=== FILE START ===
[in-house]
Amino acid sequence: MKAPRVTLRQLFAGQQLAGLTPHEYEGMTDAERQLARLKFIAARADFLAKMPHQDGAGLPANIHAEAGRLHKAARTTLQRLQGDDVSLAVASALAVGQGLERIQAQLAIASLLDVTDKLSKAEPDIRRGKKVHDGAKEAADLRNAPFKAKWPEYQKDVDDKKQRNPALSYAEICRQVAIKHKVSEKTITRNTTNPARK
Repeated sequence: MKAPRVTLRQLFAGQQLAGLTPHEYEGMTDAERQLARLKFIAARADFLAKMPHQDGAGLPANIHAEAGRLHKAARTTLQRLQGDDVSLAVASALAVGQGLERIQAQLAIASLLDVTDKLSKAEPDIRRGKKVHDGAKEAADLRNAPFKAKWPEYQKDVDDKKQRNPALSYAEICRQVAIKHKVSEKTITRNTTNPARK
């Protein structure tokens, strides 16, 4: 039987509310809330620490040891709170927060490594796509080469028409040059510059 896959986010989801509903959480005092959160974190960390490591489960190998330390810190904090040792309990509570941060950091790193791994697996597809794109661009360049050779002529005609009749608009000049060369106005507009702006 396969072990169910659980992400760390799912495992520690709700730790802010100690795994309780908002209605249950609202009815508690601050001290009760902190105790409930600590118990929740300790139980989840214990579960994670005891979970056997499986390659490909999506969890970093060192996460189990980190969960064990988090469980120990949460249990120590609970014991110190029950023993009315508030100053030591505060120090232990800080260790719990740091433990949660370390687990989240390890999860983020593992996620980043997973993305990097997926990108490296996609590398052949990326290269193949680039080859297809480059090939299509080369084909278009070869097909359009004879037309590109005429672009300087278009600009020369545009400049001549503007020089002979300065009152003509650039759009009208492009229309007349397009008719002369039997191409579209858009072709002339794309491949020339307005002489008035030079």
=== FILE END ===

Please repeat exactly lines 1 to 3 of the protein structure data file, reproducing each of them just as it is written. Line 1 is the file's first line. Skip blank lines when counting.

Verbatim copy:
[in-house]
Amino acid sequence: MKAPRVTLRQLFAGQQLAGLTPHEYEGMTDAERQLARLKFIAARADFLAKMPHQDGAGLPANIHAEAGRLHKAARTTLQRLQGDDVSLAVASALAVGQGLERIQAQLAIASLLDVTDKLSKAEPDIRRGKKVHDGAKEAADLRNAPFKAKWPEYQKDVDDKKQRNPALSYAEICRQVAIKHKVSEKTITRNTTNPARK
Repeated sequence: MKAPRVTLRQLFAGQQLAGLTPHEYEGMTDAERQLARLKFIAARADFLAKMPHQDGAGLPANIHAEAGRLHKAARTTLQRLQGDDVSLAVASALAVGQGLERIQAQLAIASLLDVTDKLSKAEPDIRRGKKVHDGAKEAADLRNAPFKAKWPEYQKDVDDKKQRNPALSYAEICRQVAIKHKVSEKTITRNTTNPARK